Benjamin discusses wreck

Mayor-elect Steve Benjamin held a press conference Wednesday to talk about his April 21 wreck involving Columbia resident Deborah Rubens.

COLUMBIA -- More than a month after the wreck that severely injured a Columbia woman, the mayor-elect of South Carolina's capital city broke his silence Wednesday, saying he had paid an $82 fine for driving without headlights.

Police also said they had ticketed the woman for driving without insurance.

Steve Benjamin was not injured in the crash that happened just before 6 a.m. on April 21, hours after the 40-year-old lawyer and lobbyist had been elected as Columbia's first black mayor.

Benjamin had been driving to a Columbia television station for early morning interviews when, just blocks from the state's capitol dome, his Mercedes SUV collided with a Toyota Tercel. Witnesses to the crash had told police Benjamin's SUV didn't have its headlights on, but police did not confirm those reports until Wednesday.

The other driver, Deborah Rubens, 61, has been in the hospital for over a month with brain injuries, a shattered pelvis and broken collarbone, making what her attorney has called a slow recovery. On Wednesday, police said she had been cited for driving without insurance.

After paying the ticket, Benjamin called a news conference to give his account of the accident and release written statements he had given police.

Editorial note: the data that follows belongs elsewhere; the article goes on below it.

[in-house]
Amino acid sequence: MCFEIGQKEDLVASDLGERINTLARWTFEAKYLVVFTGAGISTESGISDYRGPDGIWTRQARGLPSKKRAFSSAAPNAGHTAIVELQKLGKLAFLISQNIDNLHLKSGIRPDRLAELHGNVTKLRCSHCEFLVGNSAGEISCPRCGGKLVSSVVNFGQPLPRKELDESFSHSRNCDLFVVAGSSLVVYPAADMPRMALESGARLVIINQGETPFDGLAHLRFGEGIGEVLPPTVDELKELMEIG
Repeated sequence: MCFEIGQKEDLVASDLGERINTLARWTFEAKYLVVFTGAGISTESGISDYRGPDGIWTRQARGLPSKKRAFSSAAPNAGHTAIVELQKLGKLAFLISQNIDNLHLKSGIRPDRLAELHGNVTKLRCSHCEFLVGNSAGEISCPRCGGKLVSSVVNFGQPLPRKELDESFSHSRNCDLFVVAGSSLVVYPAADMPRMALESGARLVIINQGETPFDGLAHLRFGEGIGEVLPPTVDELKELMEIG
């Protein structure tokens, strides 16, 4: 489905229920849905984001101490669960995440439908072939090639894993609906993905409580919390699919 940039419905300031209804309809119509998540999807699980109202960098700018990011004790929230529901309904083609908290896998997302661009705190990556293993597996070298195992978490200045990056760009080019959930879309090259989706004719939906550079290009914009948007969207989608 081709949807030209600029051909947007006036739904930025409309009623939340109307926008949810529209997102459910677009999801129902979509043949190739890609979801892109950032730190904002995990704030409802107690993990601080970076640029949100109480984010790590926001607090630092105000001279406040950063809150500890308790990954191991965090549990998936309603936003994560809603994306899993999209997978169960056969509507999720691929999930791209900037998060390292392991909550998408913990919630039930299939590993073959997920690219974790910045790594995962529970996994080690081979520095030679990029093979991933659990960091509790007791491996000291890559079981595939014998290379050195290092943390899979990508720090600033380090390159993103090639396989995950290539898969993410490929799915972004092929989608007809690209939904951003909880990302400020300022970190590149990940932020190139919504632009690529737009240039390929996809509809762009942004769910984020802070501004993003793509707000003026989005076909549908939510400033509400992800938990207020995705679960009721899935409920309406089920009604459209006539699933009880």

Police have said they did not think Benjamin had been drinking and did not administer any field sobriety tests. In written statements, Benjamin said he had two alcoholic drinks on election night, the last one around 12:30 a.m.

Afterward, Benjamin said he and his wife drove to a downtown hotel to spend the night, leaving their SUV with the hotel's valet. Benjamin would not say if he thought the valet had disabled a setting that would have made his headlights come on automatically when the car was restarted, but Benjamin said Wednesday both he and his wife routinely used that setting when they used the SUV.

"My family prays every day for Ms. Rubens and her recovery," Benjamin said. "We're a prayerful family. ... We know that to whom much is given, much is required."

The wreck spawned more than a month of controversy and led to the firing of Columbia's police chief.

Hours after the crash, Benjamin said that an outside law enforcement agency should step in and take over the investigation to avoid any appearance of favoritism. Then-Chief Tandy Carter balked, insisting that his officers were capable of handling the probe without any bias.

City Council leaders proposed the inquiry be turned over to the Highway Patrol, but that agency said it would not take over the investigation because so much time had passed and would instead review the city's investigation when it was complete.

Last month, city officials fired Carter over his handling of the crash investigation. On Wednesday, Benjamin said he stood by his earlier request that an outside agency be involved.

"The fallout is regrettable," Benjamin said. "It was important to us ... that the appearance of any conflict be cleaned out immediately."

Columbia police have not released their final report, which interim Chief Carl Burke said Wednesday his agency had completed and handed over to the Highway Patrol for review.

Benjamin is scheduled to be sworn in as mayor June 30.